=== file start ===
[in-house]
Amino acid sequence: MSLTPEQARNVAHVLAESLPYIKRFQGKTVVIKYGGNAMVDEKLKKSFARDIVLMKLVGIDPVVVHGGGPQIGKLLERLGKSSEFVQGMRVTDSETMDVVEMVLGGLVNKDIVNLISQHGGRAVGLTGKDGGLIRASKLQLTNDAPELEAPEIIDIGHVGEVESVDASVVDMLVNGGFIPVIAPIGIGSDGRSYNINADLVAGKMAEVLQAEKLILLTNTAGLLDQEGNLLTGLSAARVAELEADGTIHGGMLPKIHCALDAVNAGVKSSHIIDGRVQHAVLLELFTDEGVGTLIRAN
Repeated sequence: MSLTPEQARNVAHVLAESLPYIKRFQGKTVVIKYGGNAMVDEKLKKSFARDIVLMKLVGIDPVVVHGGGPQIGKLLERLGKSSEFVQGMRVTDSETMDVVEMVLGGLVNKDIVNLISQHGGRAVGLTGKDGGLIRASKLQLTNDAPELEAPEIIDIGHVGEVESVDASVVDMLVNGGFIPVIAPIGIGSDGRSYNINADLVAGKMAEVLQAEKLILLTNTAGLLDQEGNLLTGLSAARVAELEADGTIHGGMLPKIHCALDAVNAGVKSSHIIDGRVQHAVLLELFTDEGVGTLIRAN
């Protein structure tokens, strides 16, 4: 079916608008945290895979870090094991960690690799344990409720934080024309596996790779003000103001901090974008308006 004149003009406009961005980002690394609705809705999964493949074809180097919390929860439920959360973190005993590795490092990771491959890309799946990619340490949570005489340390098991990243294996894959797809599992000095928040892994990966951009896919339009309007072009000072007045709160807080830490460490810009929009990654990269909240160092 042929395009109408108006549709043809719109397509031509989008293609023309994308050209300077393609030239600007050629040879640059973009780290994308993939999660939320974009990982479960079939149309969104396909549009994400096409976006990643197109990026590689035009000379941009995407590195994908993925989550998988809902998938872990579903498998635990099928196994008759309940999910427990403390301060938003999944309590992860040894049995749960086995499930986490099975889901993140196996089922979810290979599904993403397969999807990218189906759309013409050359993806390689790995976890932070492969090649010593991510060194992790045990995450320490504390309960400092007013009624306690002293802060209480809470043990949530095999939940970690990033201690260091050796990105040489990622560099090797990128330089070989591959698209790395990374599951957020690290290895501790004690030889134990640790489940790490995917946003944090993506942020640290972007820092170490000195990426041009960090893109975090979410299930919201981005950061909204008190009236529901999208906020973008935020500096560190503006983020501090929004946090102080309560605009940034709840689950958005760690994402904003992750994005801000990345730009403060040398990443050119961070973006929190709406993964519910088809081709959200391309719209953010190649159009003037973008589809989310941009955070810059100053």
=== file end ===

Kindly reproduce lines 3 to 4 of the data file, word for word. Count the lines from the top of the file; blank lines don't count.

Repeated sequence: MSLTPEQARNVAHVLAESLPYIKRFQGKTVVIKYGGNAMVDEKLKKSFARDIVLMKLVGIDPVVVHGGGPQIGKLLERLGKSSEFVQGMRVTDSETMDVVEMVLGGLVNKDIVNLISQHGGRAVGLTGKDGGLIRASKLQLTNDAPELEAPEIIDIGHVGEVESVDASVVDMLVNGGFIPVIAPIGIGSDGRSYNINADLVAGKMAEVLQAEKLILLTNTAGLLDQEGNLLTGLSAARVAELEADGTIHGGMLPKIHCALDAVNAGVKSSHIIDGRVQHAVLLELFTDEGVGTLIRAN
């Protein structure tokens, strides 16, 4: 079916608008945290895979870090094991960690690799344990409720934080024309596996790779003000103001901090974008308006 004149003009406009961005980002690394609705809705999964493949074809180097919390929860439920959360973190005993590795490092990771491959890309799946990619340490949570005489340390098991990243294996894959797809599992000095928040892994990966951009896919339009309007072009000072007045709160807080830490460490810009929009990654990269909240160092 042929395009109408108006549709043809719109397509031509989008293609023309994308050209300077393609030239600007050629040879640059973009780290994308993939999660939320974009990982479960079939149309969104396909549009994400096409976006990643197109990026590689035009000379941009995407590195994908993925989550998988809902998938872990579903498998635990099928196994008759309940999910427990403390301060938003999944309590992860040894049995749960086995499930986490099975889901993140196996089922979810290979599904993403397969999807990218189906759309013409050359993806390689790995976890932070492969090649010593991510060194992790045990995450320490504390309960400092007013009624306690002293802060209480809470043990949530095999939940970690990033201690260091050796990105040489990622560099090797990128330089070989591959698209790395990374599951957020690290290895501790004690030889134990640790489940790490995917946003944090993506942020640290972007820092170490000195990426041009960090893109975090979410299930919201981005950061909204008190009236529901999208906020973008935020500096560190503006983020501090929004946090102080309560605009940034709840689950958005760690994402904003992750994005801000990345730009403060040398990443050119961070973006929190709406993964519910088809081709959200391309719209953010190649159009003037973008589809989310941009955070810059100053």